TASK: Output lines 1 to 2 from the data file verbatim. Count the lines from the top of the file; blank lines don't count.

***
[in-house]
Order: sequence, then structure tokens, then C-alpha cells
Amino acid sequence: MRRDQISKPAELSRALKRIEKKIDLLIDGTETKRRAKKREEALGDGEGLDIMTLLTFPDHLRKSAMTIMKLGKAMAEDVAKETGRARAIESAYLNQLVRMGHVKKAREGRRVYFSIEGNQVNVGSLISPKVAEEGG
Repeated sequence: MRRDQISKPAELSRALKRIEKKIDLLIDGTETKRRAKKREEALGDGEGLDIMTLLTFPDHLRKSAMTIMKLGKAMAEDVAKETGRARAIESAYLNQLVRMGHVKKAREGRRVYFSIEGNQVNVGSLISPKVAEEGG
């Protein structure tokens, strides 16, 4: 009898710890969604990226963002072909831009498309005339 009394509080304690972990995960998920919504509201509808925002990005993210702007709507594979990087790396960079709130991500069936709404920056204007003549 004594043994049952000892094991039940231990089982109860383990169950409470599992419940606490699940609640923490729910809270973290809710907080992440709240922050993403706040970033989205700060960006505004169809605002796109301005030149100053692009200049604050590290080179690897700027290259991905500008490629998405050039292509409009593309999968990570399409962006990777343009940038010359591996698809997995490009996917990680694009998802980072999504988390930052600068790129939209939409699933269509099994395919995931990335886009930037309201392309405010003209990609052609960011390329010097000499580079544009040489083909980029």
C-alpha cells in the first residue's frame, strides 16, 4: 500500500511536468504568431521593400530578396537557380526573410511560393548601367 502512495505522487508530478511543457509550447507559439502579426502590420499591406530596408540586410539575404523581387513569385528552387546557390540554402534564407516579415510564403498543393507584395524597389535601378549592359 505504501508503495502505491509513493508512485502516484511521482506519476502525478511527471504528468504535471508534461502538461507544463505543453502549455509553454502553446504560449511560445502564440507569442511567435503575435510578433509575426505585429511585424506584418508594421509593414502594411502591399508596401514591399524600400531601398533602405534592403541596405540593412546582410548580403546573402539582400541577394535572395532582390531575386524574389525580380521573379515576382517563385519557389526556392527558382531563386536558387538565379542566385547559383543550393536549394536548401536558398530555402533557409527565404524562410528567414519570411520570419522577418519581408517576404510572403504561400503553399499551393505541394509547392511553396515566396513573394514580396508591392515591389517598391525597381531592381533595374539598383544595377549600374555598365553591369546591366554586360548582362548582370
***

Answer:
[in-house]
Order: sequence, then structure tokens, then C-alpha cells